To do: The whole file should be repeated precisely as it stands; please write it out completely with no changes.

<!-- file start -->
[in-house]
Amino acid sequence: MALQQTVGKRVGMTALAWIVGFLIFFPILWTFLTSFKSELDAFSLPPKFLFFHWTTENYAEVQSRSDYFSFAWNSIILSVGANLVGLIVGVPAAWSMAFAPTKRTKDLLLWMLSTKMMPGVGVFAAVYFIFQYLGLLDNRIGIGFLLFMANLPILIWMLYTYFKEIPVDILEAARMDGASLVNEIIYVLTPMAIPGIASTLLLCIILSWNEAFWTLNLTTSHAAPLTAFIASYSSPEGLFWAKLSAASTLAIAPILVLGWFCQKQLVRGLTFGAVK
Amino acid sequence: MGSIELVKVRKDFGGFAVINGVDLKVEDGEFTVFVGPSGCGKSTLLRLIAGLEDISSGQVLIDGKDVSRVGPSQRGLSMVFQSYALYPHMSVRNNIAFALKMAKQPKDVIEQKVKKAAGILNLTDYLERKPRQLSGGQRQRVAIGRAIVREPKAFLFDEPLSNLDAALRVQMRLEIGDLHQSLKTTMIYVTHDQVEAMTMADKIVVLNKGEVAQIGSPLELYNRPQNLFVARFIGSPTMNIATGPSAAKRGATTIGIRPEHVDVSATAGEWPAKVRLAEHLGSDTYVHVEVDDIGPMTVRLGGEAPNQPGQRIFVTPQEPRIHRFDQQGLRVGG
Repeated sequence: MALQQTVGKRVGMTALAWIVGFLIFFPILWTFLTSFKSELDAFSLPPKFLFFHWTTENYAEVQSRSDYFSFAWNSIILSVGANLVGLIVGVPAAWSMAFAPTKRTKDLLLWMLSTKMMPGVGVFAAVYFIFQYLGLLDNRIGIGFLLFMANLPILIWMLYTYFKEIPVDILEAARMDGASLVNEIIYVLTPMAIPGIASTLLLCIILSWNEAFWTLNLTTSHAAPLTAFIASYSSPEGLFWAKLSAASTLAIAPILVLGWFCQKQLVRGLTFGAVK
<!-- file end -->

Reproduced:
[in-house]
Amino acid sequence: MALQQTVGKRVGMTALAWIVGFLIFFPILWTFLTSFKSELDAFSLPPKFLFFHWTTENYAEVQSRSDYFSFAWNSIILSVGANLVGLIVGVPAAWSMAFAPTKRTKDLLLWMLSTKMMPGVGVFAAVYFIFQYLGLLDNRIGIGFLLFMANLPILIWMLYTYFKEIPVDILEAARMDGASLVNEIIYVLTPMAIPGIASTLLLCIILSWNEAFWTLNLTTSHAAPLTAFIASYSSPEGLFWAKLSAASTLAIAPILVLGWFCQKQLVRGLTFGAVK
Amino acid sequence: MGSIELVKVRKDFGGFAVINGVDLKVEDGEFTVFVGPSGCGKSTLLRLIAGLEDISSGQVLIDGKDVSRVGPSQRGLSMVFQSYALYPHMSVRNNIAFALKMAKQPKDVIEQKVKKAAGILNLTDYLERKPRQLSGGQRQRVAIGRAIVREPKAFLFDEPLSNLDAALRVQMRLEIGDLHQSLKTTMIYVTHDQVEAMTMADKIVVLNKGEVAQIGSPLELYNRPQNLFVARFIGSPTMNIATGPSAAKRGATTIGIRPEHVDVSATAGEWPAKVRLAEHLGSDTYVHVEVDDIGPMTVRLGGEAPNQPGQRIFVTPQEPRIHRFDQQGLRVGG
Repeated sequence: MALQQTVGKRVGMTALAWIVGFLIFFPILWTFLTSFKSELDAFSLPPKFLFFHWTTENYAEVQSRSDYFSFAWNSIILSVGANLVGLIVGVPAAWSMAFAPTKRTKDLLLWMLSTKMMPGVGVFAAVYFIFQYLGLLDNRIGIGFLLFMANLPILIWMLYTYFKEIPVDILEAARMDGASLVNEIIYVLTPMAIPGIASTLLLCIILSWNEAFWTLNLTTSHAAPLTAFIASYSSPEGLFWAKLSAASTLAIAPILVLGWFCQKQLVRGLTFGAVK